What does the Budget mean for savers?

POSTED: 20th March 2014
IN: Personal Guides

George Osborne's Budget was welcomed by savers and pensioners alike, who will be rewarded for years of frugality.

George Osborne's Budget was welcomed by savers and pensioners alike, who will be rewarded for years of frugality.

Savers were placed at the heart of the chancellor's Budget package, with George Osborne praising people who have worked and saved hard for their whole lives.


Mr Osborne has unveiled an overhaul of tax rules, which will allow people to keep much more of their own money, as a reward for "doing the right thing" and putting money aside.

After years of record low interest rates and other emergency measures put in place to boost the struggling economy impacted savers significantly, the chancellor says the government is now taking steps to help those who deserve it.

As well as savers, pensioners are set to be the key beneficiaries of the Budget - the people that Mr Osborne says have "made sacrifices to provide for their own economic security in retirement".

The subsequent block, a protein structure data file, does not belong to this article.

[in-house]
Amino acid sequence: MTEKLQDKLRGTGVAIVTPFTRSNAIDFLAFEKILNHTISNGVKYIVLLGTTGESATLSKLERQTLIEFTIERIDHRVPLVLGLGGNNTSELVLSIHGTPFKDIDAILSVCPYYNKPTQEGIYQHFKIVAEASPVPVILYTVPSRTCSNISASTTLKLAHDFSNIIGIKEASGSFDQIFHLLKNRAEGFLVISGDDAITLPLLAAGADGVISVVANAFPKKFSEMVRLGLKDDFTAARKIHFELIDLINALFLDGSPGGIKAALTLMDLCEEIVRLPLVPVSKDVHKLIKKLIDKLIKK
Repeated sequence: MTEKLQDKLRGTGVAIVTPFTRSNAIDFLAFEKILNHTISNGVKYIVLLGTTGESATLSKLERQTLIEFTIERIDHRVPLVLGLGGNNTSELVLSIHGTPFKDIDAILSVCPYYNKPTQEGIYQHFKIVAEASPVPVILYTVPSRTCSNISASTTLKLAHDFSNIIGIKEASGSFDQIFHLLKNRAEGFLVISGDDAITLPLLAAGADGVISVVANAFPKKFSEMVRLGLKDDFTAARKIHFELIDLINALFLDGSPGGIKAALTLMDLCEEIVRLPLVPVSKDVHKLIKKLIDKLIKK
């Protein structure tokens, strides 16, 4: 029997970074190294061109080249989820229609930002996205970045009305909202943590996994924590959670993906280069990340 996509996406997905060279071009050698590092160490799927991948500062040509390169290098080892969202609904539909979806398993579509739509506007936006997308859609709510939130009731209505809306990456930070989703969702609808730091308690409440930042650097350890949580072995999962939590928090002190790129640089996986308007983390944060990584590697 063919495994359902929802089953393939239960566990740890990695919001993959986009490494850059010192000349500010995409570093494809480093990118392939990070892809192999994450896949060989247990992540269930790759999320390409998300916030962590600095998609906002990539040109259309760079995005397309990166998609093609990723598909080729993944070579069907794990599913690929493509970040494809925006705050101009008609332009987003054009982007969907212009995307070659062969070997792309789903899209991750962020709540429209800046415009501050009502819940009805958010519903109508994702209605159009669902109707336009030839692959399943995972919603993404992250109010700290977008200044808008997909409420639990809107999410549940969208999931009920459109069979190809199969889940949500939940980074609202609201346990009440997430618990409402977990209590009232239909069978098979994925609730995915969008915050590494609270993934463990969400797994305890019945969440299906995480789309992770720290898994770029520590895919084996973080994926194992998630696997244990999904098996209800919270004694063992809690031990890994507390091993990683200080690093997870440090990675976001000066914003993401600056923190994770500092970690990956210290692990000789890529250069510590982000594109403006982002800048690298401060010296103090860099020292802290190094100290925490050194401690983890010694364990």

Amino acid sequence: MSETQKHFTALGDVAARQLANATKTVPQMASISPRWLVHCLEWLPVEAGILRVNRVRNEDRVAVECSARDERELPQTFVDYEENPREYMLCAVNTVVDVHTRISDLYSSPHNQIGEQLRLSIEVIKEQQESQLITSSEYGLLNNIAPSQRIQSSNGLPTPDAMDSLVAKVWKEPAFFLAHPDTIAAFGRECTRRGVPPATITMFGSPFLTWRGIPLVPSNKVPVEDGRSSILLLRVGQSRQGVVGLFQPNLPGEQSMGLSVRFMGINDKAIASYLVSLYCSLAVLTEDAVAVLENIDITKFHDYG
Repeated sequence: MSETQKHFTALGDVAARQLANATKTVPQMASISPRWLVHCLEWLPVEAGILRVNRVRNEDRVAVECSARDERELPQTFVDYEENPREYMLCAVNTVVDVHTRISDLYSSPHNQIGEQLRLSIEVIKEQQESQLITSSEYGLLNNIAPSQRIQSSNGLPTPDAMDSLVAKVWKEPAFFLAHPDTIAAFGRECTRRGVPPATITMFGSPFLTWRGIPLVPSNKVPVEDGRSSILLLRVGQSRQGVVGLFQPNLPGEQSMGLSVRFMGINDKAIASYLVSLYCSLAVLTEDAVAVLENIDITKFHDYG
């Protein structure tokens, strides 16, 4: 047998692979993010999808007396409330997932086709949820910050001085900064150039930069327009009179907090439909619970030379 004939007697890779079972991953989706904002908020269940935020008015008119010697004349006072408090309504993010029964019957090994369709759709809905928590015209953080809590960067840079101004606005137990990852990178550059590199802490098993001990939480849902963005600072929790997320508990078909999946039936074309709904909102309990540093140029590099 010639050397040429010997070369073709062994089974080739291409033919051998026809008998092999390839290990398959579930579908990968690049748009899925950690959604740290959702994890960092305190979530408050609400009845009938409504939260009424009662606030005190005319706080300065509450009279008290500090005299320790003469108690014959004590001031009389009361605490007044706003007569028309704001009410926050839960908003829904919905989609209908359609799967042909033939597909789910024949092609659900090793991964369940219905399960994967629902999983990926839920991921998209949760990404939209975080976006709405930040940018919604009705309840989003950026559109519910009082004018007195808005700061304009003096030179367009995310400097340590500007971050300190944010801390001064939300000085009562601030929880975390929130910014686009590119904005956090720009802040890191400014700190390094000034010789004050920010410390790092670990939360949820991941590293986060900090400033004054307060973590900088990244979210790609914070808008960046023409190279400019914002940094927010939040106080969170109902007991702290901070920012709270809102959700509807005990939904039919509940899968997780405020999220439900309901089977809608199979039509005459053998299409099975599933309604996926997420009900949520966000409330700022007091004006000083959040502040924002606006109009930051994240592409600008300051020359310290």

From July, a new £15,000 ISA limit will be implemented, which can be used to deliver tax-free returns on either cash or shares, while the 10p starting rate of tax on savings income will also be abolished.

New rules have also been unveiled to make it both easier and cheaper for savers to withdraw cash directly from their pension funds, rather than buying an annuity, while new 'Pensioner Bonds' will pay enhanced interest rates to savers over the age of 65.

The changes represent arguably the most far reaching reform to the taxation of pensions since the regime was introduced in 1922, Mr Osborne explained.

"The message from this Budget is this: you have earned it, you have saved it and this government is on your side," he commented.

The chancellor also used the Budget to confirm that the personal allowance for income tax will rise to £10,500 from April 2015, while the starting point for the 40p rate of income tax will rise only rise by one per cent a year, to enable more middle-income workers to be pushed into the band.

The measures were tempered slightly by a warning from Mr Osborne that a delicate balance between optimism and the need for more austerity needs to be struck.

Despite forecasts for British economic prosperity increasing, the government will continue to spend much more than it raises in tax, which will likely mean more cuts after the election, Mr Osborne indicated.

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